However, many studies on omega-3’s health benefits focus on getting these fatty acids from fish and seafood, rather than from fish oil capsules. If a person is thinking of taking fish oil for a health condition, they should speak with a doctor first.

Some specific conditions that may benefit from a higher intake of omega-3 include:

Cardiovascular conditions

According to a 2015 review, there is some evidence that consuming omega-3 fatty acids may help prevent or manage cardiovascular conditions. Omega-3 fatty acids may help reduce triglyceride levels in the blood and reduce the risk of cardiovascular death.

Omega-3 fatty acids may also have antiarrhythmic effects, which means they help a person’s heart beat in a regular pattern. The effect that omega-3 fatty acids have on arrhythmia may significantly reduce the risk of fatal ventricular arrhythmias.

However, more recent studies show that there may not be a clear benefit to taking omega-3 to prevent adverse effects of cardiovascular conditions. There is also some evidence that taking statins at the same time as omega-3 fatty acid supplements may reduce their protective effect on cardiovascular conditions.

Scientists need to carry out more research on omega-3 and its relationship with preventing or managing cardiovascular diseases.

Inflammatory conditions

Some studies have shown that a high omega-3 intake can reduce the risk of inflammatory disease mortality.

Some have also found that omega-3 fatty acids are beneficial for people with Crohn’s disease and ulcerative colitis, two types of inflammatory bowel disease.

However, there is no clinically significant evidence on whether omega-3 fatty acids help prevent relapses for people with these conditions.

Colon cancer

Several in vitro studies show that omega-3 fatty acids have an effect on colorectal cancer stem cells (CCSC). CCSC have a long lifespan and can self-renew, leading to colon tumors.

CCSC can lead to cancer relapse and chemotherapy resistance. Omega-3 fatty acids may stop CCSC from growing and may reduce chemotherapy resistance.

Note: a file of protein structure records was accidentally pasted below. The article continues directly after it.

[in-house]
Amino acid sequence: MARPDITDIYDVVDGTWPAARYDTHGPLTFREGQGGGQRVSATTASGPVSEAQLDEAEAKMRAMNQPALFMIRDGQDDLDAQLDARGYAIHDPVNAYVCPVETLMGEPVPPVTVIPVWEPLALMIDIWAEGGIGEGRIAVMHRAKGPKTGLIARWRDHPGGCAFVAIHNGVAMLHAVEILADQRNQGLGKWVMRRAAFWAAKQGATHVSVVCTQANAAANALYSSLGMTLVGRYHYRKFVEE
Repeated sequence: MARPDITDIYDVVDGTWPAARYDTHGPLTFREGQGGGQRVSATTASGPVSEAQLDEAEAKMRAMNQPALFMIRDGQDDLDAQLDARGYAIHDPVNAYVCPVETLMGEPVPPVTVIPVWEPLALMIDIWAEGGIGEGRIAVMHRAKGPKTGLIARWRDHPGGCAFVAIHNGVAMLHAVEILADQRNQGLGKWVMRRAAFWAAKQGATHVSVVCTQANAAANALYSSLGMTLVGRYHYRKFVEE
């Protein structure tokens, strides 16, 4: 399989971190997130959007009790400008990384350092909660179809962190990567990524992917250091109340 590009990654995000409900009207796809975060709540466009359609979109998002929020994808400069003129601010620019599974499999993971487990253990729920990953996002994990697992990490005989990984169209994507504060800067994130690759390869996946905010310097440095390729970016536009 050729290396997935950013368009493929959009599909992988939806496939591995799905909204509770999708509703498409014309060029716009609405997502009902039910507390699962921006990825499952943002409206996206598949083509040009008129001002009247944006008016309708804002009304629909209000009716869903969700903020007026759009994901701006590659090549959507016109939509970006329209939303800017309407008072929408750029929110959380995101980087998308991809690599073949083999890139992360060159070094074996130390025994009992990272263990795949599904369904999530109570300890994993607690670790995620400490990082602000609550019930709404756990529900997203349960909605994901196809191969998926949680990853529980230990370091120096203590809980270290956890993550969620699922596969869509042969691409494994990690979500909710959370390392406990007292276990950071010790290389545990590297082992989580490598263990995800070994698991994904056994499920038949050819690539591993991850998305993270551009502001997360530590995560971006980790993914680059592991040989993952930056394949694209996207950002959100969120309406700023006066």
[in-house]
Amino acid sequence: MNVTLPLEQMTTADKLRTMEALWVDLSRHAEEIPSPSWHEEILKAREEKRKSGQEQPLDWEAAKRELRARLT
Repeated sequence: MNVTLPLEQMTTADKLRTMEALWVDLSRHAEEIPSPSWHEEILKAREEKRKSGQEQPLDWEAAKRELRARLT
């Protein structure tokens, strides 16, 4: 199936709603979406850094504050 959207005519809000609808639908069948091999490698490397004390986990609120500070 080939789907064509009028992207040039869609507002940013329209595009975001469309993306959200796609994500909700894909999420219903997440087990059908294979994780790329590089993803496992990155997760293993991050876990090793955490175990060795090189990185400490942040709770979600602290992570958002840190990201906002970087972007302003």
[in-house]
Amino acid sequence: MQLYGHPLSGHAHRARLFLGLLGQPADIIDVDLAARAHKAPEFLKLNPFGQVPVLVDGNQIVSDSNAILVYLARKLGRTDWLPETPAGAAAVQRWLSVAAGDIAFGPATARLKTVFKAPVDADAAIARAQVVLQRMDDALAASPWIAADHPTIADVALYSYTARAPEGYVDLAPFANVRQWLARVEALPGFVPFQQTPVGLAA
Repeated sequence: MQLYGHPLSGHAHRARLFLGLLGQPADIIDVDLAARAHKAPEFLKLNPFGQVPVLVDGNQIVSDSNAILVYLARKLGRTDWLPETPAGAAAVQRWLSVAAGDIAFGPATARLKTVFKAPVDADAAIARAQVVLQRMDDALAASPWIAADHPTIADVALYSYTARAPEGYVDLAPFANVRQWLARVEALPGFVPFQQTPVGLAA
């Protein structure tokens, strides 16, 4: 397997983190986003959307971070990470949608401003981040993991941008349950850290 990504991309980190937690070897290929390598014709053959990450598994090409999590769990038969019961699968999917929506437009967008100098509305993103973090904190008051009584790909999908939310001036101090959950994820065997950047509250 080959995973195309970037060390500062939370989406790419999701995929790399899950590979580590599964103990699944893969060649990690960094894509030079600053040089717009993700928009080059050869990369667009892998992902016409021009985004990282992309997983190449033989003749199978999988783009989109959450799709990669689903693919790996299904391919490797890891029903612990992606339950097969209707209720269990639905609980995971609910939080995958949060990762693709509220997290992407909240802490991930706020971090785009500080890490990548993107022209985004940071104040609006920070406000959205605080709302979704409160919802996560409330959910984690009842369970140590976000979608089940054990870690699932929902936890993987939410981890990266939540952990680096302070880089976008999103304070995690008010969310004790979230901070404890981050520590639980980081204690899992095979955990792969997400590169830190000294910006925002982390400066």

Prostate cancer

Omega-3 fatty acids may have several positive effects with regards to prostate cancer, although research on this is mixed.

Several studies have found that consuming fish or omega-3 fatty acids reduces the risk of developing prostate cancer, including aggressive forms.

However, other studies suggest that there is no clear benefit to consuming omega-3 fatty acids to prevent prostate cancer.

Side effects of fish oil supplements are usually mild. They include:

  • unpleasant tastes
  • bad breath
  • headache
  • heartburn
  • nausea
  • diarrhea
  • bad-smelling sweat

Additionally, omega-3 supplements can have an adverse interaction with drugs that affect blood clotting.

People should contact their healthcare provider to ensure it is safe for them to take a supplement before trying it.

Some evidence suggests that taking supplements that contain omega-3 with a meal that contains fat can increase absorption. As a result, people may wish to take fish oil at breakfast, lunch, or dinner. However, there is no correct or incorrect time to take it.

Always speak with a doctor before starting a new supplement. If a person experiences side effects, they may benefit from splitting their dose in two.